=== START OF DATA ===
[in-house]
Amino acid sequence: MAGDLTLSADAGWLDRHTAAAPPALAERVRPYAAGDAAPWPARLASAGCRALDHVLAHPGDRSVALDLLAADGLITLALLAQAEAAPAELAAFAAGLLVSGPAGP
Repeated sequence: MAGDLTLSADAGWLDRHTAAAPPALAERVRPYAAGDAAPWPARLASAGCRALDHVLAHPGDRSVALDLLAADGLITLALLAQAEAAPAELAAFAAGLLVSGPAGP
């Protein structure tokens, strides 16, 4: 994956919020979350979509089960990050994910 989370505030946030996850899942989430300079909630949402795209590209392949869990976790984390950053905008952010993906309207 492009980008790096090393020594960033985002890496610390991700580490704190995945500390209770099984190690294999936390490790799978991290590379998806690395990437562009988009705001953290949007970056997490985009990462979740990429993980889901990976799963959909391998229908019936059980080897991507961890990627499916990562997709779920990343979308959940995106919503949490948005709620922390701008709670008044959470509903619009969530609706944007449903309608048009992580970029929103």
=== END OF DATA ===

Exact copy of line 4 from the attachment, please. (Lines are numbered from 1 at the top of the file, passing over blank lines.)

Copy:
């Protein structure tokens, strides 16, 4: 994956919020979350979509089960990050994910 989370505030946030996850899942989430300079909630949402795209590209392949869990976790984390950053905008952010993906309207 492009980008790096090393020594960033985002890496610390991700580490704190995945500390209770099984190690294999936390490790799978991290590379998806690395990437562009988009705001953290949007970056997490985009990462979740990429993980889901990976799963959909391998229908019936059980080897991507961890990627499916990562997709779920990343979308959940995106919503949490948005709620922390701008709670008044959470509903619009969530609706944007449903309608048009992580970029929103």